In law, abandonment is the relinquishment, giving up or renunciation of an interest, claim, civil proceedings, appeal, privilege, possession, or right, especially with the intent of never again resuming or reasserting it. Such intentional action may take the form of a discontinuance or a waiver. This broad meaning has a number of applications in different branches of law. In common law jurisdictions, both common law abandonment and statutory abandonment of property may be recognized.
Common law abandonment is “the relinquishment of a right [in property] by the owner thereof without any regard to future possession by himself or any other person, and with the intention to foresake [sic] or desert the right….” or “the voluntary relinquishment of a thing by its owner with the intention of terminating his ownership, and without [the intention of] vesting ownership in any other person; the giving up of a thing absolutely, without reference to any particular person or purpose….”[ By contrast, an example of statutory abandonment (albeit in a common law jurisdiction) is the abandonment by a bankruptcy trustee under 11 U.S.C. § 554.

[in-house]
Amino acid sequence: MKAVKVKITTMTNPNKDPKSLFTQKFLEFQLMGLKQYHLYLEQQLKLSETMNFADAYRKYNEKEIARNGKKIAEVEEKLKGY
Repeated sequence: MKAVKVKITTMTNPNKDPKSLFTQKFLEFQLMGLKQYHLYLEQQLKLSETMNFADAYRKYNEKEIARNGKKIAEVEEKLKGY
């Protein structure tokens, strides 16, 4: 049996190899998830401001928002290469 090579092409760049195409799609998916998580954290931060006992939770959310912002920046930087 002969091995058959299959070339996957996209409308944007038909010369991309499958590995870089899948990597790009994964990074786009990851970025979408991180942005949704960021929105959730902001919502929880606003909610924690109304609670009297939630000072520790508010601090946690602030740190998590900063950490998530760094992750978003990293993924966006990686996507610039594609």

In Scots law, failure to assert a legal right in a way that implies abandonment of that property is called “taciturnity”, while the term “abandonment” in Scots law refers specifically to a procedure by which a party gives up civil proceedings or an appeal.
Intentional abandonment is also referred to as dereliction, and something voluntarily abandoned by its owner with the intention of not retaking it is a derelict. Someone that holds the property or to whom property rights have been relinquished is an abandonee. An item that has been abandoned is termed an abandum. A res nullius abandoned by its owner, leaving it vacant, belongs to no one.